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Even Heathen piety, in holy places, and on subjects that are holy, would say, ɛvonμɛîtɛ, which expression, though it literally implied "use words of good," was piously interpreted to mean silence or reserve, and a guard on the thoughts. And doubtless that is a healthful and right feeling, which quite shrinks from an affectation of religious discourse: "it is quite nauseous," says Bishop Butler : τότ ̓ εἰπεῖν εὔπετες μύσαγμα πῶς, says the Greek Poet. (Æsch. Suppl. 995.) Such a practice must be very injurious. Even where sacred principles are truly cherished, this natural reserve strengthens, tries, and matures them, when they have to make their way through difficulties, and are not fully explained; whereby they show themselves in fruit rather than leaves, in action rather than words. "Be swift to hear," says Holy Scripture, "slow to speak ;""be ready to give an answer with meekness and fear, to him who asks a reason of your hope."

The subject ought also to suggest to us some little forbearance with regard to matters of disputation and controversy. If, where truth is (according to the often repeated remark of Tertullian), "there God is, and where God is, there must be the fear of Him,” we have to apprehend the worst consequences from that prevailing

irreverence in religion, which it has been the object of this treatise to call attention to; and it makes it incumbent on each to look to himself. With regard to controversial disputations, either in discourse or writing, where the object can scarcely be conceived to be a sincere desire of knowing the truth, surely we should thoughtfully weigh our LORD's example, and His very remarkable silence on many occasions, or His indirect answer, and that under the strongest accusations. "The chief Priests accused Him of many things, but He answered nothing; and Pilate asked Him again, saying, Answerest Thou nothing? behold how many things they witness against Thee. But JESUS yet answered nothing, so that Pilate marvelled." This silence, says St. Jerome, expiates the excuses of Adam: and Origen has spoken of it as the example, which we are to follow in attacks on our faith, except where the circumstances call for a reply. We may observe throughout our LORD's exceeding watchfulness (so to speak) to meet every desire of knowing the truth in those around Him, and how, from His knowledge of their hearts, He often anticipated their expressions; how continually, even with those who were not thus desirous, He kept suggesting thoughts, which, if pursued, might serve them as a clue to their arriving at the truth, or would remove their prejudices. But with regard to entering into their captious difficulties, or answering their unreasonable accusations, He appears to have avoided it, and patiently submitted, although their false or falsely coloured charges were loud in the ears of others, "committing Himself unto Him who judgeth righteously."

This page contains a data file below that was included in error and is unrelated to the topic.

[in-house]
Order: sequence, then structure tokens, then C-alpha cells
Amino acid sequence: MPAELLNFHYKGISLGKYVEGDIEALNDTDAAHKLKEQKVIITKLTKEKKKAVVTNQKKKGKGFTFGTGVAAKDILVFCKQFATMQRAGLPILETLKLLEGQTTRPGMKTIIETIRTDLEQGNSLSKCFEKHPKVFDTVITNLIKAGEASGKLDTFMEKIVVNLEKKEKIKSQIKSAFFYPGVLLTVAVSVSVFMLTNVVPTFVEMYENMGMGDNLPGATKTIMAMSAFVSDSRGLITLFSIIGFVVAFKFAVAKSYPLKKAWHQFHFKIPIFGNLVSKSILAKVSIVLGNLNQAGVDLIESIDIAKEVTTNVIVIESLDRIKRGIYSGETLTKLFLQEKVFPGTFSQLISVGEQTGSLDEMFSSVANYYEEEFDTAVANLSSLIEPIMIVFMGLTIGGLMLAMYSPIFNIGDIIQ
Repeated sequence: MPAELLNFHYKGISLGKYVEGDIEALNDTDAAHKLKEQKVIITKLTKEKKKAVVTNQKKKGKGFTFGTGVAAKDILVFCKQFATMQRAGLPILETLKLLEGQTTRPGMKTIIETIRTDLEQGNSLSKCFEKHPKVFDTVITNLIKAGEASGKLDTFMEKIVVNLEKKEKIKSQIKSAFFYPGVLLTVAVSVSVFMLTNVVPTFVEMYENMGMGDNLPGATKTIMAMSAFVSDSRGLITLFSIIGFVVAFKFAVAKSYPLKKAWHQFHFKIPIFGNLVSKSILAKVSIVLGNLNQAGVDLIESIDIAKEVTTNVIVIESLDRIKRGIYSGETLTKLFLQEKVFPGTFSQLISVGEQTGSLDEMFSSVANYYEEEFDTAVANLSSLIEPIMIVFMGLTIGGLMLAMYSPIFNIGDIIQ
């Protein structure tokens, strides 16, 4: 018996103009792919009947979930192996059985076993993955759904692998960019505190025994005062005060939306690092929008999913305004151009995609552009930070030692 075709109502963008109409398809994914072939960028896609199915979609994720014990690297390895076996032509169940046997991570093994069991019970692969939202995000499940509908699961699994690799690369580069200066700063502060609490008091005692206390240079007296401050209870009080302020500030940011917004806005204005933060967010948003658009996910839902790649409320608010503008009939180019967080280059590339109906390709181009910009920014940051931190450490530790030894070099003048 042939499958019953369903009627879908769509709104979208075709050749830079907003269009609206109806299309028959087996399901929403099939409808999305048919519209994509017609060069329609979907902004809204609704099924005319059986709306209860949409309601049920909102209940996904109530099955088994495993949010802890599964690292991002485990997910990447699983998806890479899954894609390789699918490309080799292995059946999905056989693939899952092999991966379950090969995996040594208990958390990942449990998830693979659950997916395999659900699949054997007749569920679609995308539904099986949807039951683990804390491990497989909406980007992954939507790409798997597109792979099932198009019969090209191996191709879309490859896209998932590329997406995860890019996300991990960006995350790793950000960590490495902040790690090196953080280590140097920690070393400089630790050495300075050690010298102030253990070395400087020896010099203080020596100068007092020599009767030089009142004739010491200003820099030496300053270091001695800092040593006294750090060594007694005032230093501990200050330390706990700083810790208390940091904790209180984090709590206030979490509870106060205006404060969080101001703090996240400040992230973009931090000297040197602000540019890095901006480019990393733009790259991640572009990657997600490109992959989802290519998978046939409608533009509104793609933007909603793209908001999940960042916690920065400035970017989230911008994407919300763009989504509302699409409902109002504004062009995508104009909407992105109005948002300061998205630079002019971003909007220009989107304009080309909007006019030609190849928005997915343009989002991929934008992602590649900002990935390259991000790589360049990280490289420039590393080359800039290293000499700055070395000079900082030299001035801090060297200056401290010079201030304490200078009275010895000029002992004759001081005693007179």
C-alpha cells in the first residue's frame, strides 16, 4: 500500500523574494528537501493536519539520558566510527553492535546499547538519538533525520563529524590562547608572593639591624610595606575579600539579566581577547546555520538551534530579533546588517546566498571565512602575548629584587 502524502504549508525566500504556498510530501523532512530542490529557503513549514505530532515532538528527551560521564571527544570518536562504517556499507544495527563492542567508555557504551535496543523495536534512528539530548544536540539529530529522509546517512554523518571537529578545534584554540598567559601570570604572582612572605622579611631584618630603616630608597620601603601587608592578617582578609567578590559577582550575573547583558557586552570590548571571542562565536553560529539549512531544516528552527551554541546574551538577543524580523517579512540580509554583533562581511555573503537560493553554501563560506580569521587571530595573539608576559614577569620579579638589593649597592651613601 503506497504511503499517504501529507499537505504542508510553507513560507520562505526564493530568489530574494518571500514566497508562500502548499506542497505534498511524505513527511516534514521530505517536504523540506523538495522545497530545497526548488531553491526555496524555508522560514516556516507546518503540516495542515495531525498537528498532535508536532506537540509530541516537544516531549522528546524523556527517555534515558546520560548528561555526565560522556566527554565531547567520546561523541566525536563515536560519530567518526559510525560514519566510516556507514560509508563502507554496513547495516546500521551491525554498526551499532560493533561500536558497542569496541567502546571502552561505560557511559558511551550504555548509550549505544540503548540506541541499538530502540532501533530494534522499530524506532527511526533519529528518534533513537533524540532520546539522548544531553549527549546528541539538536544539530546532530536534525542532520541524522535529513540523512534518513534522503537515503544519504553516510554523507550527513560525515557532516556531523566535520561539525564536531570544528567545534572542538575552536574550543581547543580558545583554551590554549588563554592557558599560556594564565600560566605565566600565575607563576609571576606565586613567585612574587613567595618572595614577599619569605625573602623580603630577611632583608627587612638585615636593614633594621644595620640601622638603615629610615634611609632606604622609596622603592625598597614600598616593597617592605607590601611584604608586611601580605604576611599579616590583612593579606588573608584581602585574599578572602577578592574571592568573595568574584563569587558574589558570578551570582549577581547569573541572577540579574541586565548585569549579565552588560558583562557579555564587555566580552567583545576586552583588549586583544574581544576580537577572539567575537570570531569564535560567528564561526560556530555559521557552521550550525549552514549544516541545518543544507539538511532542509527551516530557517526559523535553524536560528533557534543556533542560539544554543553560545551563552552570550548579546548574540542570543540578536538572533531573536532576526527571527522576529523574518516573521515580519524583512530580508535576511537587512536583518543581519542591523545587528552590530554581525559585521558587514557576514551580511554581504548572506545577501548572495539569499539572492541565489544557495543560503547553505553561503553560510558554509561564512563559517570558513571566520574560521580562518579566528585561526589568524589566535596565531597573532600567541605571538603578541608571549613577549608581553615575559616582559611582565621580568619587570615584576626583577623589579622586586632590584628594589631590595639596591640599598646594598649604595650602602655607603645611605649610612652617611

It is moreover too evident, how many things come in to instigate to controversial attacks and disputations besides a regard for the truth how much of self, how much of careless inattention to the whole matter in dispute; what slowness to comprehend, combined with determination to deny. Persons will often admit accidentally and unconsciously their knowledge of that truth which their arguments are intended to controvert. It is the state of the heart in such matters which is to be changed; a mind set earnestly on the attainment of truth itself will avoid such disputations; and therefore perhaps it is told us, that though we are to be

"ever ready to give an answer to him that asketh," and we may add to him who desireth, "with meekness and fear;" that the servant of the LORD must be "gentle and apt to teach;" yet it is said hat he "must not strive." "Foolish and unlearned questionings avoid, knowing that they gender strifes," is St. Paul's advice to the Christian minister. In the case of infidelity in the nearest of relatives, it is enjoined, that such may be gained over without argument, by "beholding chaste conversation, coupled with fear." To take a very strong instance of that subtle and secret hypocrisy which we have been speaking of, we all know that there are instances of persons standing forth as the public champions of a Church, or some form of faith, whose lives deny their belief in the very existence of a God. Let us take care that there be nothing of this, the same in kind, though less in degree, in ourselves.

8. Untenable objections on the ground of our present position.

But there are some objections which have been made against this treatise, of a very obvious and simple kind, which it is difficult to know how to answer, as they arise from a strange misapprehension in limine of the nature of the subject: objections which, as was stated before, are necessarily implied in the very word REVELATION. It is thought, for instance, that the command, "Go ye into all the world, and preach the Gospel unto every creature," is an insurmountable objection to the whole argument. Whereas, it should be considered, that the whole matter under consideration is, not whether the Gospel is to be preached, or not, for of course there could be no doubt among Christians on that subject, but respecting the most effectual mode of preaching it without taking this for granted as the first axiom among Christians, viz. that the Gospel is to be preached, the whole inquiry has no meaning.

With rather more appearance of reason it is alleged that our LORD'S conduct is no example for us in this case; as He has said, "What I tell you in the ear, that preach ye on the housetops;" and "men do not light a candle, and put it under a bushel, but on a candlestick, and it giveth light unto all that are in the